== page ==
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Prehistoric Chief Poweshiek Sheep Tribute Cottage Hill Country School Timeline Newspaper Billy Robinson Maps Photos Links


                      Local history is the ultimate substance of national history. -- Woodrow Wilson


One hundred fifty years ago in 1862, the Ewart story began with the arrival of the three Ewart brothers, Matt, Robert, and Robinson, to Poweshiek County from Ohio in 1866. They were agriculturists and stock raisers were born in Morrow County, OH.  They settled in section twenty of Pleasant Township. The town was established by three Ewart brothers; Robert, Thomas and Matthew according to Ned Ewart. They only allowed settlers of Irish descent so the nearby town of Grinnell grew much larger. The Ewart brothers' uncle, Jim Ewart, who came to Iowa with them, eventually moved to Missouri and lived in the Jesse James territory. Jim became the President of a local bank, but Jesse James never tried to rob it. Legend has it that this man, died a millionaire, drank a full quart of whiskey, for forty years, never missing a day.

The three brothers bought about 2500 acres of land in this section and surrounding sections. The land on which the town of Ewart was later built was included in the purchase by the Ewart family.  The town of Ewart, on the Grinnell and Montezuma Railroad, was laid out by them, and their lands surround it. The Ewart Brothers are well and popularly known throughout this district, and are numbered among the leading stock-men of the West.  From the History of Poweshiek County, IA

The early settlers of neighboring communities stated that the Ewart family accomplished more in the interest of the township than anyone else and were its most influential citizens.[1] Some even went so far as to say that the land was improved at the very moment they purchased it. Historical research reveals that the Ewart family members usually held positions of service to their community, such as participating in legislation, banking, business.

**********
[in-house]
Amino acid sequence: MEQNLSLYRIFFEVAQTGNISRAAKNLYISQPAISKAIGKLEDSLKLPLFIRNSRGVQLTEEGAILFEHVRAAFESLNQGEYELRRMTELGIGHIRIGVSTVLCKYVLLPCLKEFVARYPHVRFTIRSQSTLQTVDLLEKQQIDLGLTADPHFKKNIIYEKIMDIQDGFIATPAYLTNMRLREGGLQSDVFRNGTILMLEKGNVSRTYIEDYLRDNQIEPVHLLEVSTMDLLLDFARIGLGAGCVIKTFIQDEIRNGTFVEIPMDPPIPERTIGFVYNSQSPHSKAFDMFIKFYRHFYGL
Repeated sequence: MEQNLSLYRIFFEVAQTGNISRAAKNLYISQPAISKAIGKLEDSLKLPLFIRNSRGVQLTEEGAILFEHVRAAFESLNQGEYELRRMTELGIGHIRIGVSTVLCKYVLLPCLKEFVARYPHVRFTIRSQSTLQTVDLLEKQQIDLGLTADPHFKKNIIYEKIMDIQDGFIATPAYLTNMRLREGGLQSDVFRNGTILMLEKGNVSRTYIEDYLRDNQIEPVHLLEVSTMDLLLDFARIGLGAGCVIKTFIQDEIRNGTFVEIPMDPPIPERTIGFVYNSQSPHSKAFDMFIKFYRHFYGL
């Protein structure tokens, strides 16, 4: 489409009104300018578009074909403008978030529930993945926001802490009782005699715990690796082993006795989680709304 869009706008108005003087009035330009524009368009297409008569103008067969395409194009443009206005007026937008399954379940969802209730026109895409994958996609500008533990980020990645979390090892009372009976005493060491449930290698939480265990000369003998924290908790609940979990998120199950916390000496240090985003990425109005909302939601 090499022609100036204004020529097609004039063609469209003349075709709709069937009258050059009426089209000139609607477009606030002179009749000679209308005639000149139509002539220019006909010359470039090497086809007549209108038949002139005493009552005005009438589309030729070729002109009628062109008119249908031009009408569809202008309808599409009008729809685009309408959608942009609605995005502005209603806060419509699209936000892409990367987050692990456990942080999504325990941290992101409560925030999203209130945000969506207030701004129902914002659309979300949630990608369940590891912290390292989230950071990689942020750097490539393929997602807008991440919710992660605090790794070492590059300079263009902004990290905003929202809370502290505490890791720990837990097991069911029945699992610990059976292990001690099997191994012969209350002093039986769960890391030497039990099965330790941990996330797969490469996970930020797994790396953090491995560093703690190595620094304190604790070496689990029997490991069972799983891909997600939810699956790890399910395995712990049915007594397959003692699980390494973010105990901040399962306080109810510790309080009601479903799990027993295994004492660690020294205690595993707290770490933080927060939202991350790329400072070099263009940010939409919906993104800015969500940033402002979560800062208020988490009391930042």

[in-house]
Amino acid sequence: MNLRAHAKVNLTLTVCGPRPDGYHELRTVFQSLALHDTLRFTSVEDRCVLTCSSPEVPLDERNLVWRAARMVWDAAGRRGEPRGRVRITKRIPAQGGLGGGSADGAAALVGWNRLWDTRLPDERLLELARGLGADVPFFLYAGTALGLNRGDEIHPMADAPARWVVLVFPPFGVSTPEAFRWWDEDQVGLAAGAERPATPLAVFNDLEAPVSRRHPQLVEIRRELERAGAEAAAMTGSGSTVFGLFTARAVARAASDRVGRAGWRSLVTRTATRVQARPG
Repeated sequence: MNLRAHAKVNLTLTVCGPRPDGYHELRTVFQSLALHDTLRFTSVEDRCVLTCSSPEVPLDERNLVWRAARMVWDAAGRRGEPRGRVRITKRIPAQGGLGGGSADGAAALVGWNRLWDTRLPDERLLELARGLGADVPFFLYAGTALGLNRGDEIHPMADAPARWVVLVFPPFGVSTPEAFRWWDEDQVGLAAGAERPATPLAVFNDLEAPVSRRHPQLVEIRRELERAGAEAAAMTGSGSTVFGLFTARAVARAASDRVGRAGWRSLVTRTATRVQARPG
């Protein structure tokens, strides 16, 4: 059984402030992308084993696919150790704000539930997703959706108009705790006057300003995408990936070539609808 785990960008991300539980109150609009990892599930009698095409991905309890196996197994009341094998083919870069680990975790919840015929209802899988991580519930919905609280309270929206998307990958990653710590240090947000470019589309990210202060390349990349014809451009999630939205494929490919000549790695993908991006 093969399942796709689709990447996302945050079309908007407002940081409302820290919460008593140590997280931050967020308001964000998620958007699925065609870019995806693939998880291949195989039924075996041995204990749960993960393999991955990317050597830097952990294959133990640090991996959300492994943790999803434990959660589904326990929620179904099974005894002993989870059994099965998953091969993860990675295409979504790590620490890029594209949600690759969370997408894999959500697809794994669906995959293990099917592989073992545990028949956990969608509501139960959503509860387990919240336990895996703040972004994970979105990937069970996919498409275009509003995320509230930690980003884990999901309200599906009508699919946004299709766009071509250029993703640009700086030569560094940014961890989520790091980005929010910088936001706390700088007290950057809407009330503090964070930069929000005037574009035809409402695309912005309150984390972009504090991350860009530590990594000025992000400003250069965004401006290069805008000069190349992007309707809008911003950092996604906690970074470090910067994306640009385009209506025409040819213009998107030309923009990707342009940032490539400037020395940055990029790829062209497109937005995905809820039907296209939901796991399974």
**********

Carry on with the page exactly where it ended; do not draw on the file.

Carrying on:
The Ewart brothers built, as a result of the international shipment of cattle all over the world, a beautiful mansion. The brothers shipped cattle; in exchange for payment they would receive some lumber, or more valuable items. These articles kept accruing until there was an item from almost every country in the world. They were incorporated in the house. It had a double row of bricks on the inside and frame on the outside, in some way or another the form of curtains, furniture, or carpeting. It soon became very famous, as it was the most outstanding and finest house in Poweshiek County. It was especially noted in the rural area as most of the pioneers were quite poor.

James McCormick, once a Ewart resident, said that the thing he remembers the most about the house was the steeples. He had been inside the house on different occasions and remembered that the house was magnificent. It had beautiful lighting fixtures, which were not exactly chandeliers, but very similar.

Mrs. Frank Agnew was another Ewart resident. Her story told of music lessons at the Ewart mansion. They were provided by Mr. Way of Grinnell. He came to Ewart periodically by way of the Grinnell-Montezuma Railroad. Perhaps the things that impressed her the most about the house were the upright piano and the hard wood floors. Those kind of things were quite a luxury at that time.

The John Boyd family lived in the twenty thousand dollar mansion at the time when it burned. On a Sunday evening in May, 1923, the weather was slightly chilly, so the occupants built a fire in one of the many fireplaces. Unfortunately, the chimney was clogged, forcing sparks into the house and into the attic. Several fires occurred in the house before the fatal one. Mrs. Boyd remembered roomy closets as being a great asset to a housewife. The Boyd family then moved to Brooklyn.

The house was a landmark for Ewart citizens. It was treasured by them. It even provided employment for young women. In those days, women were denied work at many things. Options included were being a housewife, school teacher, or a maid in the Ewart mansion.

According to Ned Ewart:

"The Ewart Mansion  was built by Robert and Matthew. Matthew never married, but he lived in the house with Robert & his family. Later Matt lived with Robert's son and his family in the house. It was quite a show place in its day; it even had a cork surface tennis court. It was built some years after the founding of the town.

Robert's son was my grandfather. My father was born and lived in the house until he went to college. Unfortunately the house burned while he was a student at Grinnell College. (Circa 1930)."

As late at the 1960's, people still came to the Ewart area searching for the cherished Ewart home. What they found was a house where Lester Slycord lived. Just north of them is the once prosperous town of Ewart.

This statement was found in the History of Poweshiek County of Iowa published in 1880, just five years after the town had taken on the name of Ewart in 1875. "Its business men are an enterprising, get-a-head class and the amount of grain, hogs, and cattle handled at the point will compare favorably with larger places."